Bullet is a type of Column or Bar chart where we display series one above the other, and later in their display settings we determine the way the series overlap. This is a simple chart that is suitable for comparing one larger and one smaller size, e.g. Budget and Actual sales values. How to create this type of chart you will find out in the following “recipe”…
“Actually an ordinary story, like Cinderella”… these are the words of an old hit from the ’80s, and they came to my mind as an illustration of what I want to describe in this text: a comparison chart of budgeted vs actual. If we use the display of data on the secondary axis, we can easily compare planned and realized values, which can be important for displaying intuitive reports.
When we make charts in most cases we’ll use text labels, numbers, dates, percentages etc. to display categories on the x axis. Sometimes descriptions are too long, so we have to work in different ways to display them in an adequate manner. Could we use something that describes them more closely such as a currency symbol, an envelope, a smiley face? In this “recipe” you will learn how to add different symbols to a table or chart.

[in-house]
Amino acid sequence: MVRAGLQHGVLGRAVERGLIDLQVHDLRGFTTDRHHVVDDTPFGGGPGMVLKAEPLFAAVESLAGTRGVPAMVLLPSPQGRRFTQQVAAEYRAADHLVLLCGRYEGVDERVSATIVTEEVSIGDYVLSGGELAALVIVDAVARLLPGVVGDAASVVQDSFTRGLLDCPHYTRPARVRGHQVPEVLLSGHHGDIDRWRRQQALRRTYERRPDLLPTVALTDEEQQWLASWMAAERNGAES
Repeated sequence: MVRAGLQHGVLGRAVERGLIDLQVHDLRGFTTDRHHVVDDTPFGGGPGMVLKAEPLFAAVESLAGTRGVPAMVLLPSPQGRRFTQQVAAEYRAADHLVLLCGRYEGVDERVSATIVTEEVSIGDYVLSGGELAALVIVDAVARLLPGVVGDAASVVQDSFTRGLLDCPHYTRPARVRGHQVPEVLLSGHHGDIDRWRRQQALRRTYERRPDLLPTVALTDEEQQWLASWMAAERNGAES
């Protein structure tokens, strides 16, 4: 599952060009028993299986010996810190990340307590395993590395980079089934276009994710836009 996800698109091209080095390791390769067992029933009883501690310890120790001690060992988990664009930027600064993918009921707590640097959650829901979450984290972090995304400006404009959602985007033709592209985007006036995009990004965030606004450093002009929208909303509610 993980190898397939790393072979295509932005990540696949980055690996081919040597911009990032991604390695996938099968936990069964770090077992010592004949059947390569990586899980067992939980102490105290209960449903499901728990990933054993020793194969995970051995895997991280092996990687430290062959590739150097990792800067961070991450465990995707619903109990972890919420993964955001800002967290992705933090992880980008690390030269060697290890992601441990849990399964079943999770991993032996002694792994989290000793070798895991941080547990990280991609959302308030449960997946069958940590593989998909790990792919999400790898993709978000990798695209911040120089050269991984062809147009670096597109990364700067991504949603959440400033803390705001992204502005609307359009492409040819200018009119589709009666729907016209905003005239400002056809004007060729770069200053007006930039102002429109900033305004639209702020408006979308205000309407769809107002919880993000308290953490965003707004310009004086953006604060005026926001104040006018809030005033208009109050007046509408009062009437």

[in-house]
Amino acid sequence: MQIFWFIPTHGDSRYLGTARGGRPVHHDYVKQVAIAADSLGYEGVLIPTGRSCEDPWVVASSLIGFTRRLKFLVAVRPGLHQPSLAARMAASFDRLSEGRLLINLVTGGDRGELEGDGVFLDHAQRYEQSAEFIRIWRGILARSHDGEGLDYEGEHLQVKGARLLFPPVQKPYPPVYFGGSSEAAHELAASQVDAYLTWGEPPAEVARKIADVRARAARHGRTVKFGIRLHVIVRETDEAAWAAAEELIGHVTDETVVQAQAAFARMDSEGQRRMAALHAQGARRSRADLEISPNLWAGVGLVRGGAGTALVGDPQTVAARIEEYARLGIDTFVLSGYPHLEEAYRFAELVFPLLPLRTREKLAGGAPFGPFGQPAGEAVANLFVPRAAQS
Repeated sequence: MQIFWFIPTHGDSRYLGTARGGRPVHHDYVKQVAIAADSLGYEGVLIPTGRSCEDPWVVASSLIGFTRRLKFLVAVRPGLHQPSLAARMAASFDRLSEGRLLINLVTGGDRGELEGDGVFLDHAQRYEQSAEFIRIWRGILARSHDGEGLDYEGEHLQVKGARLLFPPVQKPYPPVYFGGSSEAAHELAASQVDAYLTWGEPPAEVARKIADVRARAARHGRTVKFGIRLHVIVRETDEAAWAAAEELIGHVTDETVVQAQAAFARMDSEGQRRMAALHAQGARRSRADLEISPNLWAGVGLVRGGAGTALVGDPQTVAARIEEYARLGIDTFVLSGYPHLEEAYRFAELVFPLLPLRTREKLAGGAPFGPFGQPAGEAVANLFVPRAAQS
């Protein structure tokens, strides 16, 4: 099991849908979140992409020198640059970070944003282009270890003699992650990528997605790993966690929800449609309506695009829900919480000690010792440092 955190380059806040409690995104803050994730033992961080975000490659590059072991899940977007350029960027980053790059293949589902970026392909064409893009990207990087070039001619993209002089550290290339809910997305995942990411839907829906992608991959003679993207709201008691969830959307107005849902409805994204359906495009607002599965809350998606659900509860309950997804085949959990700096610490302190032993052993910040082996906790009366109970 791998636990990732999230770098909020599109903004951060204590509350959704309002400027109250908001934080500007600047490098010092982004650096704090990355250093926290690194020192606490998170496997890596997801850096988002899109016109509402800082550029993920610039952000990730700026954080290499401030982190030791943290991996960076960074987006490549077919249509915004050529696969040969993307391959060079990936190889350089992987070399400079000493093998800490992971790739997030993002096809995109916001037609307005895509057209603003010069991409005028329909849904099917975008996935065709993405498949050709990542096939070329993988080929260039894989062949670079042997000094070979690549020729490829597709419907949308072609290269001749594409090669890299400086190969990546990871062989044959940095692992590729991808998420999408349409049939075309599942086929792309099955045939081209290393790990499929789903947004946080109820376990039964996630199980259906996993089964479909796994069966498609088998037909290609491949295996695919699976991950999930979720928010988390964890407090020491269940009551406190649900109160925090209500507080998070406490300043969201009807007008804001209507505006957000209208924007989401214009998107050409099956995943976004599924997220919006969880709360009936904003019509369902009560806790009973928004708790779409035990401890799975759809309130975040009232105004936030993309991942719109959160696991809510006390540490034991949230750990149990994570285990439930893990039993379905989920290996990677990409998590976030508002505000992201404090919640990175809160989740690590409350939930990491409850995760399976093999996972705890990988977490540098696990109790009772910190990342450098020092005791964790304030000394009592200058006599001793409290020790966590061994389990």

Do you like Visio? It is an application that essentially belongs to the Microsoft Office, but is purchased separately. I used it to draw diagrams, but the number of objects it offers indicates that it is applicable in many activities where some type of design is performed. Recently, there is an add-on that allows you to easily create Visio diagrams within an Excel document. It’s called Data Visualizer. Let’s see how it is used!
Icons are illustrations that we first encountered when Office 2019 appeared. Although we could find a multitude of icons, divided by categories, Office 2021 has significantly improved this segment so that now, in addition to a rich icon gallery, you can add images, transparent photos of people, stickers, or other vector images that can enhance the look of your report. Let’s see how this is used!